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Personal Guidons of General George Armstrong Custer

     Because of the overwhelming defeat in his final battle at the Little Bighorn in 1876, Custer's outstanding leadership and achievements in the Civil War have become forever overshadowed. People tend to forget that with the outbreak of the American Civil War, Custer answered his countries call to duty, and served as one of the finest cavalry commanders throughout the Civil War. He fought in the first major engagement of the war, the First Battle of Bull Run, and before war's end, Custer had been promoted to the temporary (brevet) rank of major general. At the conclusion of the Appomattox Campaign, in which he and his troops played a decisive role, Custer was on hand at General Robert E. Lee's surrender.

Known Personal Custer Guidons of the Civil War Period

There were only four known and documented personal guidons used by General George Armstrong Custer during the Civil War. As far as is known and documented Custer never lost a personal standard during the Civil War. (There were two other possible guidons attributed to Custer after the Civil War when he was dispatched to the West to fight in the Indian Wars.)

1st Personal Guidon - Late Summer 1863 to October 1863
(Size: 29.5" X 48" = 74.93cm X 121.92cm)

     This personal command flag was only flown when Custer was on the battlefield. It was usually carried by a trooper who followed closely behind Custer throughout the battle. It has therefore sometimes been called his Headquarters flag. The actual "Headquarters Colours" would have been another guidon carried by the Third Cavalry during battle, most likely a version of the standard Union Cavalry Guidon.

Personal Guidon drawing by H. Madaus
No known phonograph currently available

2nd Personal Guidon - October 1863 to June (or Sept.) 1864
(Size: 35X 52= 88.9cm X 132.8cm)

      A modern reproduction image of this flag can be found on the Chart of Northern Regimental and Unit Flags (far left).

Personal Guidon drawing by H. Madaus
Photo by Historical Society in Monroe, Michigan

3rd Personal Guidon - September 1864 to February 1865
(Size: 32X 72= 81.28cm X 182.88cm)

     This 3rd personal guidon was handmade by the wife of General Custer, Libby Custer, in 1864. This was one of Custer's more famous flags, as it served with him in the Civil War while commanding the US 3rd Cavalry Division from 1864-65. After the war, it was sent to his home in Monroe, Michigan. Upon his death at the Little Big Horn, it was given by Libby to his brother, and kept it in the family until it was sold at auction 130 years later.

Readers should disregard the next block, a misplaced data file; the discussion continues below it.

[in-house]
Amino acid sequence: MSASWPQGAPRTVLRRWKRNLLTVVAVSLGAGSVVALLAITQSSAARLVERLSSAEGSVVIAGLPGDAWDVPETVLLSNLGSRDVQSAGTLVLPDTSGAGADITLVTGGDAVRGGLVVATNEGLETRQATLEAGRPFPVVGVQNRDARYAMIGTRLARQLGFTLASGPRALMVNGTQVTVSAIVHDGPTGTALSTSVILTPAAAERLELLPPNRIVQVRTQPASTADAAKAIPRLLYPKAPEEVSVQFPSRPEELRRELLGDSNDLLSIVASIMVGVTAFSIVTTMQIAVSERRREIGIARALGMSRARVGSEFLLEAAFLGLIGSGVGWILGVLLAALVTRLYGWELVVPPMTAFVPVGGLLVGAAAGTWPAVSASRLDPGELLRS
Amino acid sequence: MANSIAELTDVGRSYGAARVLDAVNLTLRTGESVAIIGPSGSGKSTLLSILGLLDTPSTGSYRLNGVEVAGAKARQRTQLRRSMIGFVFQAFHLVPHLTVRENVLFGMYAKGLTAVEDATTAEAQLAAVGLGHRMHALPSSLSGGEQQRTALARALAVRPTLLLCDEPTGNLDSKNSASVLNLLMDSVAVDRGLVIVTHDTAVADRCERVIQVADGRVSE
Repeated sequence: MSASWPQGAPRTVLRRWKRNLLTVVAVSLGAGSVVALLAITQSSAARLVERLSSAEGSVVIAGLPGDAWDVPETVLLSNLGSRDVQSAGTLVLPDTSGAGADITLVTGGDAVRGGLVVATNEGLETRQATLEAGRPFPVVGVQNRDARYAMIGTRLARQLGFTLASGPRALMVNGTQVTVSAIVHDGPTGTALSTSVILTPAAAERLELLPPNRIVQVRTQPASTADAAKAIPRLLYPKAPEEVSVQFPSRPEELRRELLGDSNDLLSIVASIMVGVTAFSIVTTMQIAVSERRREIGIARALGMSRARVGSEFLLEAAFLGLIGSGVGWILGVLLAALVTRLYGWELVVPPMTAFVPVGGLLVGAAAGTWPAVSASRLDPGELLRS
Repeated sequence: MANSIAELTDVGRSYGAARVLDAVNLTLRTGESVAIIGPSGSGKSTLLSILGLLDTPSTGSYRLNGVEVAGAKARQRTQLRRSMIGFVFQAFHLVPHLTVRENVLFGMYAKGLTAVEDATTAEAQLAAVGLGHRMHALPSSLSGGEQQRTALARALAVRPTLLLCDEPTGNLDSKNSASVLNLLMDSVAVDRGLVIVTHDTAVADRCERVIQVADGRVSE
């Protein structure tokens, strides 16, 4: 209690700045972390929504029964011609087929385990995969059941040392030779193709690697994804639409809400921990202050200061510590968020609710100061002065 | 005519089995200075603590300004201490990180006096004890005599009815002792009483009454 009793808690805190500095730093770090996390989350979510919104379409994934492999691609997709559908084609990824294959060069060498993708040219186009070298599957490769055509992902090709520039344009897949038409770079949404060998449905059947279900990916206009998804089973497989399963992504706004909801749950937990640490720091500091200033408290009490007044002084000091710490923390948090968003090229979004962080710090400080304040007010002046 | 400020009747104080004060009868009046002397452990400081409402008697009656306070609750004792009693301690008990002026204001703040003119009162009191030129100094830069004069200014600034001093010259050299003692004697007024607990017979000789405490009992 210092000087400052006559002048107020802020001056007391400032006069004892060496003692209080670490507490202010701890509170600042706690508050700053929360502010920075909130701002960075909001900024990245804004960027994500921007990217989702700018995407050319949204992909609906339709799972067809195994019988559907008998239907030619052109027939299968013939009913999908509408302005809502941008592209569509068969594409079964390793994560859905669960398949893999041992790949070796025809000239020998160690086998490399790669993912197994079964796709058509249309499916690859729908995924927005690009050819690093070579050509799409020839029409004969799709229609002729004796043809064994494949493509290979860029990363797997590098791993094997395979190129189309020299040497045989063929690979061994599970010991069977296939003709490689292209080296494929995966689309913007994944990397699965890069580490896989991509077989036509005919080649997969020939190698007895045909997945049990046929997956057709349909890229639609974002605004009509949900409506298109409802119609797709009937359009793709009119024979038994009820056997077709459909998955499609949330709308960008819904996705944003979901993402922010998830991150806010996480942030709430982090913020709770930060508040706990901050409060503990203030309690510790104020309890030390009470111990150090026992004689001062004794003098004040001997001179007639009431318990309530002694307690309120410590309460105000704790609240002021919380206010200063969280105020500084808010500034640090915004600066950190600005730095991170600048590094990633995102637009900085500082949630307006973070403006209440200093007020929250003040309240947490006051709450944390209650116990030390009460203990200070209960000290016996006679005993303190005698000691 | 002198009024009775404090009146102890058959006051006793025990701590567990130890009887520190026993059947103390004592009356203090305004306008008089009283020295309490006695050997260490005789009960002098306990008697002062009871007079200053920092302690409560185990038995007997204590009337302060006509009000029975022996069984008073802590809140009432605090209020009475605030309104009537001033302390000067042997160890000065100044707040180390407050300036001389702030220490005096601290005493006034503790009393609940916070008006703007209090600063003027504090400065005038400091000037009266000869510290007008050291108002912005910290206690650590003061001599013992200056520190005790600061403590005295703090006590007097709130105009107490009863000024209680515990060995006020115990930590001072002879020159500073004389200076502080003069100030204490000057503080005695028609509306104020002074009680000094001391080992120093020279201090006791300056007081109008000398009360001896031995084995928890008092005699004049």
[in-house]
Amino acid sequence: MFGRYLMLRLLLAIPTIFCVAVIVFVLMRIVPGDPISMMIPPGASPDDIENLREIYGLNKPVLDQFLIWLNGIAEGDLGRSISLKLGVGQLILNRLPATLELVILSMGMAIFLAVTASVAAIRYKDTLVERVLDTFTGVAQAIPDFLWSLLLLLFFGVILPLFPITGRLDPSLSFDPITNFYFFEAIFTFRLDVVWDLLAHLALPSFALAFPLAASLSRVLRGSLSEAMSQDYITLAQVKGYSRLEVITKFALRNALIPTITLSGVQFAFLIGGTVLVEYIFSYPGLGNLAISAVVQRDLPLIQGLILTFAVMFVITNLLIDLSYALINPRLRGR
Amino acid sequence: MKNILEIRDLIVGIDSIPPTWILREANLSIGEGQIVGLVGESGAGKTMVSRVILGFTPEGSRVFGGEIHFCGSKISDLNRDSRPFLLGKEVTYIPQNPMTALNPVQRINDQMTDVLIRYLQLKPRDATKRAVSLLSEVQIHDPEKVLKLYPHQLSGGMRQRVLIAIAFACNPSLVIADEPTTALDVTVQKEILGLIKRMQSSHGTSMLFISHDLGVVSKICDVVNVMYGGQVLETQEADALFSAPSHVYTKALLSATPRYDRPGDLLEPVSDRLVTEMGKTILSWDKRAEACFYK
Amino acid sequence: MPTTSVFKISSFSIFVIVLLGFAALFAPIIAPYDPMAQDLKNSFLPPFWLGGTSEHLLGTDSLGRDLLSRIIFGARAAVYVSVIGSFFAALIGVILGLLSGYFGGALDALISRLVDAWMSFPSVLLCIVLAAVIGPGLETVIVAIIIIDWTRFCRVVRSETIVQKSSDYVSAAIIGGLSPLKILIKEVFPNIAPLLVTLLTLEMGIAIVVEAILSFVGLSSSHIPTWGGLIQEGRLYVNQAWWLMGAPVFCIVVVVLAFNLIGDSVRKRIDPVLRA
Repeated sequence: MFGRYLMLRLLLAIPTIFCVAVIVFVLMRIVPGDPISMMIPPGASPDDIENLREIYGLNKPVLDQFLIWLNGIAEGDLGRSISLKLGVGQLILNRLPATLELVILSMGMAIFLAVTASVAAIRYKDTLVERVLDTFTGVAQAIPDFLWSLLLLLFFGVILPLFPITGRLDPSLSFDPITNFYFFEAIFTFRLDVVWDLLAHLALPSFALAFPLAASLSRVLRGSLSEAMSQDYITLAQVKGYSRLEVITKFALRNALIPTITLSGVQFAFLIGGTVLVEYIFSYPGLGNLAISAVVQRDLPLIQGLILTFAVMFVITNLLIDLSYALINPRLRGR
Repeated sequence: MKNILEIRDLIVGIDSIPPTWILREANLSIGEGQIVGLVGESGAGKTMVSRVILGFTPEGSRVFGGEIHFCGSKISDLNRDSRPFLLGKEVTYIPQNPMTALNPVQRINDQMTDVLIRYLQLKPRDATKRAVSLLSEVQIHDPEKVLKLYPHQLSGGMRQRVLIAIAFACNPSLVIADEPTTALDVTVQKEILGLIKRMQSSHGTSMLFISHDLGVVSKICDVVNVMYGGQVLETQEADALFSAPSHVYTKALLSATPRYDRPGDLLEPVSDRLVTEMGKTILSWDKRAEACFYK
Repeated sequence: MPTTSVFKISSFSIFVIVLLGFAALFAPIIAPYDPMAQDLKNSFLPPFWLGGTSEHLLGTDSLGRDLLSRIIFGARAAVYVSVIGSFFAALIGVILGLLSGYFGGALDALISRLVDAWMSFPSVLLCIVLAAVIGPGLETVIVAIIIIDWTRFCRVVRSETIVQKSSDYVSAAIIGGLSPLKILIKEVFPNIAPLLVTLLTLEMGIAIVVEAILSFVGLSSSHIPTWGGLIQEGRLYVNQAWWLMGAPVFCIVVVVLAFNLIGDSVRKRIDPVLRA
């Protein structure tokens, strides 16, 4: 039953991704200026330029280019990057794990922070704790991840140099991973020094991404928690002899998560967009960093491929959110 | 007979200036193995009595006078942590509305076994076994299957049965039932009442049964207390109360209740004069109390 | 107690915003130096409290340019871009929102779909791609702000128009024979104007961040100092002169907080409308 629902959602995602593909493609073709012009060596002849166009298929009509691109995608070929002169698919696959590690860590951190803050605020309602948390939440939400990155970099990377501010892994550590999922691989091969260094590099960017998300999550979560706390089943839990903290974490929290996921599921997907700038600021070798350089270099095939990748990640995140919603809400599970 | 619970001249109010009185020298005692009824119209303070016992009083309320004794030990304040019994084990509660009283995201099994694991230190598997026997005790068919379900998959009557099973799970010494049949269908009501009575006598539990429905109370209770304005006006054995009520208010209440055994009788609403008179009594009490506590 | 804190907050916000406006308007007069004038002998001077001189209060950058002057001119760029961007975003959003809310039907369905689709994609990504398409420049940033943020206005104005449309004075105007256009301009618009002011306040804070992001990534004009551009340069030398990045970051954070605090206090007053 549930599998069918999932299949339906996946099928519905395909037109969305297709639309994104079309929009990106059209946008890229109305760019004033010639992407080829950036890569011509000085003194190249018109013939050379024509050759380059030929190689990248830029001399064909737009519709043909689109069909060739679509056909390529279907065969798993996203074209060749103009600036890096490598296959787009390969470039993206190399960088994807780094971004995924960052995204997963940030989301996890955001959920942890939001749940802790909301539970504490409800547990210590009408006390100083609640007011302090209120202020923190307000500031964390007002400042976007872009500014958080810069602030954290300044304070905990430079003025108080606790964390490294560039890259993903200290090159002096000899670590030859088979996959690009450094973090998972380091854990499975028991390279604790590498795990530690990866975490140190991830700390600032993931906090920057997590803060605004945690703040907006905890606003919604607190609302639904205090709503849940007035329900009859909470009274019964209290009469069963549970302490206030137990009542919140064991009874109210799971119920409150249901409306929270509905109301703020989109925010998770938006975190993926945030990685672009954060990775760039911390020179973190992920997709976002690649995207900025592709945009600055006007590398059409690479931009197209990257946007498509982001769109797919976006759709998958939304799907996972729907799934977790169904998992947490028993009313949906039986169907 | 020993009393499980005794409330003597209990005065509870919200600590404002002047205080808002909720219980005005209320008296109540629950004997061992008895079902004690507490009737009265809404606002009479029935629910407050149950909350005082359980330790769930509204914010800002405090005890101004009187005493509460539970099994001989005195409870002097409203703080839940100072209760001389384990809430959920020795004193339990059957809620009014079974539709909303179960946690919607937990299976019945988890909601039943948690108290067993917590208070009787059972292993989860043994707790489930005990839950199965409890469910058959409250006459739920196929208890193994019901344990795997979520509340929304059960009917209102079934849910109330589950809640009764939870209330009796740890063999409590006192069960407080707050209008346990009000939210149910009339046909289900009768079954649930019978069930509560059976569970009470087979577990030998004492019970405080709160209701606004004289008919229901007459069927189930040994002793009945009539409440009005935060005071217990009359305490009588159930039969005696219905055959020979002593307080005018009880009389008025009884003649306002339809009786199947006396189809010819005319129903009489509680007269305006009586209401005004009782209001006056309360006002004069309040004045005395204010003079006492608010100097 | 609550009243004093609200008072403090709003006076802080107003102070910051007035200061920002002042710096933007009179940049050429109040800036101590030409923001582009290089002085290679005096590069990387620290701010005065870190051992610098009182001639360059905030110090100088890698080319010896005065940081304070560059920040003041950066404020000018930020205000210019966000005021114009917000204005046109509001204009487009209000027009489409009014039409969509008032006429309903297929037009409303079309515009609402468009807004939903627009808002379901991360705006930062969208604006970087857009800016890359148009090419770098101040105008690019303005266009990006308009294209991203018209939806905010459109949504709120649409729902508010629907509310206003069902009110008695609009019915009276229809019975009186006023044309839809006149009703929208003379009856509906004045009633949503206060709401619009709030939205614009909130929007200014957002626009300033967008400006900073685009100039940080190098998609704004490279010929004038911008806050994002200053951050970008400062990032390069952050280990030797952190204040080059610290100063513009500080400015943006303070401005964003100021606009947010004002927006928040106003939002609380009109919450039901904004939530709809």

Personal Guidon drawing by H. Madaus
Photo from Butterfield & Butterfields

4th Personal Guidon - March 1865 to May 1865
(Size: 36X 78= 91.44cm X 198.12cm)

     This 4th personal guidon was also handmade of silk by Libby Custer during the final days of the Civil War and delivered to him in the midst of Battle at Dinwiddie Court House near Petersburg, Virginia on March 31, 1865. This flag was carried as he led his troops through the breastworks of Confederate General George Pickett at the battle and instrumental in bringing about Lee's surrender to Grant at Appomattox Court House a few days later. Fortunately for its future survival, in 1876 it was left behind at Custer's headquarters at Fort Abraham Lincoln in the Dakota Territory as Custer and the Seventh Cavalry rode to their deaths at the Battle of Little Bighorn, thus preserving the flag.

Personal Guidon drawing by H. Madaus
Photo from Heritage Auction Gallery

     Custer was the youngest man given the rank of Major General in US military history, but when the US Army was downsized in 1866, Custer, because he lacked seniority and time in rank was temporarily reduced to his last permanent rank of Captain. Because of his outstanding war record, he was soon promoted up to Lt. Colonel and placed in command of the newly formed 7th Cavalry. Unfortunately, "Custer's Last Stand" and his political ambitions would would soon overshadow and destroy all his many accomplishments.

Information and drawings compiled from the work of Howie Madaus

The source for Howie drawings is: Military Collector and Historian
Published by: Company of Military Historians, Spring 1968, Washington, DC.

Madaus, H. Michael, "The Personal and Designating Flags of General George A. Custer, 1863-1865"

- My thanks to James Ferrigan for his invaluable help on this page -

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